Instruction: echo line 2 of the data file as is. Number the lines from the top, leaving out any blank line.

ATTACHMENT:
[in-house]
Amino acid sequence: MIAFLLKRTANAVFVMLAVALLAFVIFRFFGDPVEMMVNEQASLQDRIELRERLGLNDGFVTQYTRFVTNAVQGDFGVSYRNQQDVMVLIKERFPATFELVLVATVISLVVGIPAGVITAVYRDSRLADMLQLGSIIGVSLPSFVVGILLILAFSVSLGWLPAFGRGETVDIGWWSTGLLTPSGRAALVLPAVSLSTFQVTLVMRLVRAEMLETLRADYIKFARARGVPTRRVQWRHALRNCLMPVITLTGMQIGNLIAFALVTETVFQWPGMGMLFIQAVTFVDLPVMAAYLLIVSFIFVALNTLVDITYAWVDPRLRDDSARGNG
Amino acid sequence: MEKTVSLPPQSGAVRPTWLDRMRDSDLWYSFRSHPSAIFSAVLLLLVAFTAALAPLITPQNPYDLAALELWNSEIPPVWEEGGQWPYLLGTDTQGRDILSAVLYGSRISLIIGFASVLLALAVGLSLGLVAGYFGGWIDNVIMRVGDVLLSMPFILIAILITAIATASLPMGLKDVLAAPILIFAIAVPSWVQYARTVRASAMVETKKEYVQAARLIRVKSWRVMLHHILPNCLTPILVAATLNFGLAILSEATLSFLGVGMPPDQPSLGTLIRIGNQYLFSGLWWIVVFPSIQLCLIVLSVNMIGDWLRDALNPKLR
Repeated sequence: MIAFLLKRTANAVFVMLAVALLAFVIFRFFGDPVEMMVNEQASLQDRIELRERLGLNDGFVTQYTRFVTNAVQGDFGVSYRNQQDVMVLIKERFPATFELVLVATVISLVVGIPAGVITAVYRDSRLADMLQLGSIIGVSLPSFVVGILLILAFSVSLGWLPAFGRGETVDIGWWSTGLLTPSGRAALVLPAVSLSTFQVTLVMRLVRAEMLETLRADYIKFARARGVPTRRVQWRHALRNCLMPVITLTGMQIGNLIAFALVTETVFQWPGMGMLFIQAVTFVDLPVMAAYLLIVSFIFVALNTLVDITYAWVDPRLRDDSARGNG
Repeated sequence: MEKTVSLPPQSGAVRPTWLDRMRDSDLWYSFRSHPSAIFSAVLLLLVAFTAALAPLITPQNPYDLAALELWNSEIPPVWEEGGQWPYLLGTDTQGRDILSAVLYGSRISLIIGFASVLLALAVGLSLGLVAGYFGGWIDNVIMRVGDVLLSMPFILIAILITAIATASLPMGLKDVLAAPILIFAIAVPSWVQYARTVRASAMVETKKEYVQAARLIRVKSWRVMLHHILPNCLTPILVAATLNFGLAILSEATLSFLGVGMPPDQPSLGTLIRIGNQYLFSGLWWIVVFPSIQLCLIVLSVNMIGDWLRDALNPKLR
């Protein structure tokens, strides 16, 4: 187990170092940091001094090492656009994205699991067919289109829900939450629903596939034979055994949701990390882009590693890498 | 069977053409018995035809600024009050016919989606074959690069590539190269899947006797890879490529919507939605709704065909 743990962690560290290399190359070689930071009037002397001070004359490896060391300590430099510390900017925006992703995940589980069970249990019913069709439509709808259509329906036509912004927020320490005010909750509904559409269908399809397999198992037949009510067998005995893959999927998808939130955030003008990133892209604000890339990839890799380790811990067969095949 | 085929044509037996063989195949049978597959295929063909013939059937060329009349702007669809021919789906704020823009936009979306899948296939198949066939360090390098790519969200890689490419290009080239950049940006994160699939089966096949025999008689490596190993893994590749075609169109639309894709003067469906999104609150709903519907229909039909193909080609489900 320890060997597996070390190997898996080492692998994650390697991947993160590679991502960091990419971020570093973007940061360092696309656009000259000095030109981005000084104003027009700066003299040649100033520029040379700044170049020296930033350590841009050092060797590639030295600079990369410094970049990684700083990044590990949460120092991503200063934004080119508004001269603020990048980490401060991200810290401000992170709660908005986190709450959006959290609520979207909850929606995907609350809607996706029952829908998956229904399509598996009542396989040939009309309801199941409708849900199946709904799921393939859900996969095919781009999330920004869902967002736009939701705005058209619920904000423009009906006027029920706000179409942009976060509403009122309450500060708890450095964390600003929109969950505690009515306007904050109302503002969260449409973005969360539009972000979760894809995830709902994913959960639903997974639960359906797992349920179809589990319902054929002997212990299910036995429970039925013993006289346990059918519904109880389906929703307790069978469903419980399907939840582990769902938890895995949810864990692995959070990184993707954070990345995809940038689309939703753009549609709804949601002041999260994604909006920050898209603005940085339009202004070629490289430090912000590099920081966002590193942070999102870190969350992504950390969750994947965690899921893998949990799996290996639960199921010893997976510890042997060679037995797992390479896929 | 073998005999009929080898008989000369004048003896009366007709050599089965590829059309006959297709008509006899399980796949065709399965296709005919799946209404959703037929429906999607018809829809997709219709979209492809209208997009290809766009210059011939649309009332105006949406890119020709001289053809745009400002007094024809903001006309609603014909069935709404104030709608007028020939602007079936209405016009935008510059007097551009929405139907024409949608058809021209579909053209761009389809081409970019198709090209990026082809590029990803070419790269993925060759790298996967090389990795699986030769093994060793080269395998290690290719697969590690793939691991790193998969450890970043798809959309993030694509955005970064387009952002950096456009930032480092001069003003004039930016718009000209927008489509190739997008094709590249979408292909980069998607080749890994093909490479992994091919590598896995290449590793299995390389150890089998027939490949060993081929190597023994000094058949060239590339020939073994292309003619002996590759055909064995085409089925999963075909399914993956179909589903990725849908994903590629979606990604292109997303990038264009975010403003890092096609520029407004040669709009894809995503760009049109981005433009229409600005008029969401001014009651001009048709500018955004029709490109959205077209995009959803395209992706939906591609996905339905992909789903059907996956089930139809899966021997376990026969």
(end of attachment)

Amino acid sequence: MIAFLLKRTANAVFVMLAVALLAFVIFRFFGDPVEMMVNEQASLQDRIELRERLGLNDGFVTQYTRFVTNAVQGDFGVSYRNQQDVMVLIKERFPATFELVLVATVISLVVGIPAGVITAVYRDSRLADMLQLGSIIGVSLPSFVVGILLILAFSVSLGWLPAFGRGETVDIGWWSTGLLTPSGRAALVLPAVSLSTFQVTLVMRLVRAEMLETLRADYIKFARARGVPTRRVQWRHALRNCLMPVITLTGMQIGNLIAFALVTETVFQWPGMGMLFIQAVTFVDLPVMAAYLLIVSFIFVALNTLVDITYAWVDPRLRDDSARGNG